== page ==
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Never Plead "Not Guilty". Plead "Innocent".

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posted on Oct, 28 2015 @ 09:35 PM
Ah, good'ol 'words of art'...

"The vocabulary or terminology of a particular art, science, or profession, and especially those those which are idiomatic or pecular to it." [Black's 6th p.1605]

There are 4 words that must be understood fully before any foray into 'legalese' can be fruitful.

'Words of art' - defined above
'Term' - Black's 6th p. 1470
'Word'- Black's 6th p. 1604
'Definition' - Black's 6th p. 423

Many arguments about 'meaning' stem from the misunderstanding of an items 'inclusive' or 'expansive' nature.

Clearly, from the above definitions the general rule is words are expansive; terms, definitions, and words of art are inclusive [limited, restricted].

This becomes important because now we can guage what statute and administrative code, and rules of civil procedure are actually saying. Whether they give DEFINITIONS of TERMS, provide the definition in the statute/context itself, or allow for the presumption of the common meaning, when one should be checking a legal dictionary FIRST. It is my opinion that law operates on the presumption that idiots [layman, a private man - latin 'idiota' also in Black's] will presume the webster's meaning of words, when they need to be concerned with the legal definitions of terms.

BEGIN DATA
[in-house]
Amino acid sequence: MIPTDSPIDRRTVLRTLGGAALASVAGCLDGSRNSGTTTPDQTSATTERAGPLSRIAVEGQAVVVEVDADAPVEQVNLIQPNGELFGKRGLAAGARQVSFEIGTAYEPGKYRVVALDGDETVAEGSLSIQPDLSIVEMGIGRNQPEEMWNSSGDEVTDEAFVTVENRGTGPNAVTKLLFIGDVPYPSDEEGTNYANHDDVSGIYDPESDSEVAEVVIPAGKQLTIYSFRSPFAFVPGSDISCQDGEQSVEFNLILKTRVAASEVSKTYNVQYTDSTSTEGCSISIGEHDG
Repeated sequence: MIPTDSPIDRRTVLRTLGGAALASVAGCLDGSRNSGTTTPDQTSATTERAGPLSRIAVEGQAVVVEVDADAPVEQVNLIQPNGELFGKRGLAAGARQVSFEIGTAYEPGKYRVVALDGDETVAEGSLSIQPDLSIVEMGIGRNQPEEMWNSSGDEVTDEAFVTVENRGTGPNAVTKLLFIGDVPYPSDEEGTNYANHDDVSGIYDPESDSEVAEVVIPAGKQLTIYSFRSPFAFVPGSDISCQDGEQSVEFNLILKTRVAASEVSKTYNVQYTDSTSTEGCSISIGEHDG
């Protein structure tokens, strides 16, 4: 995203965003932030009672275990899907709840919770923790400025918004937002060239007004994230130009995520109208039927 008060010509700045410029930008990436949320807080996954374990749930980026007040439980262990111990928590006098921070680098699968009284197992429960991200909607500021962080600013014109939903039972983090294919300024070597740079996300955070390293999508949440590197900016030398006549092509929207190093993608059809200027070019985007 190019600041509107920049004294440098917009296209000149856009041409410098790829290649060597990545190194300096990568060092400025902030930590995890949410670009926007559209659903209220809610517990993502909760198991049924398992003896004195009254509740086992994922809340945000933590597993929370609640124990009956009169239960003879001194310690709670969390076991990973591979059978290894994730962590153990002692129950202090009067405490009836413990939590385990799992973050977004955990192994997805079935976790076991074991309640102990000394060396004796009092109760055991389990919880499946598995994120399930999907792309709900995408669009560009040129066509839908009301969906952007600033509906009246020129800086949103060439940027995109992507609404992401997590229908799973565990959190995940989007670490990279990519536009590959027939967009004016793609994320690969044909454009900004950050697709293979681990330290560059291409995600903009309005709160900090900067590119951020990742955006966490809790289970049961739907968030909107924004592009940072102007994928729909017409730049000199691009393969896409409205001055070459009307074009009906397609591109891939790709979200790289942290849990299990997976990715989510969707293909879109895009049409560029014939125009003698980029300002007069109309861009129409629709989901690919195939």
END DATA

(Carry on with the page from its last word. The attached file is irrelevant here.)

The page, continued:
As an aside the legal definition of 'meaning' is Black's 6th p. 980 and is good to know in this context.

I have not looked into courtroom administrative procedure as of yet, but I know the Traffic enforcement chapter of [NC's] Administrative code does define many terms, as does the traffic code itself.

That is where I would look to get to the bottom of the OPs 'words of art', and the lens I would initially examine the claim through.

posted on Oct, 29 2015 @ 02:24 AM
a reply to: Kratos40

No contest means you plead guilty just don't admit guilt. Why would you want to do that?

posted on Oct, 29 2015 @ 02:24 AM

originally posted by: MysterX

originally posted by: skunkape23
I do not understand your question.
Want to see a judge get pissed off and dismiss your case.
The answer to the question, "Do you understand?"
Is a simple "No."

Never, under ANY circumstance say that you do 'understand' when asked by someone in authority, such as a Judge or Police Officer etc.

In law (NOT in common language..) admitting or affirming that 'you understand' is the same as saying that you agree to stand under that person authority over you.

Always answer that you do 'comprehend' what is being said to you, which is completely different in law.


This whole plead innocent crap is .. well .. crap. It's not true.

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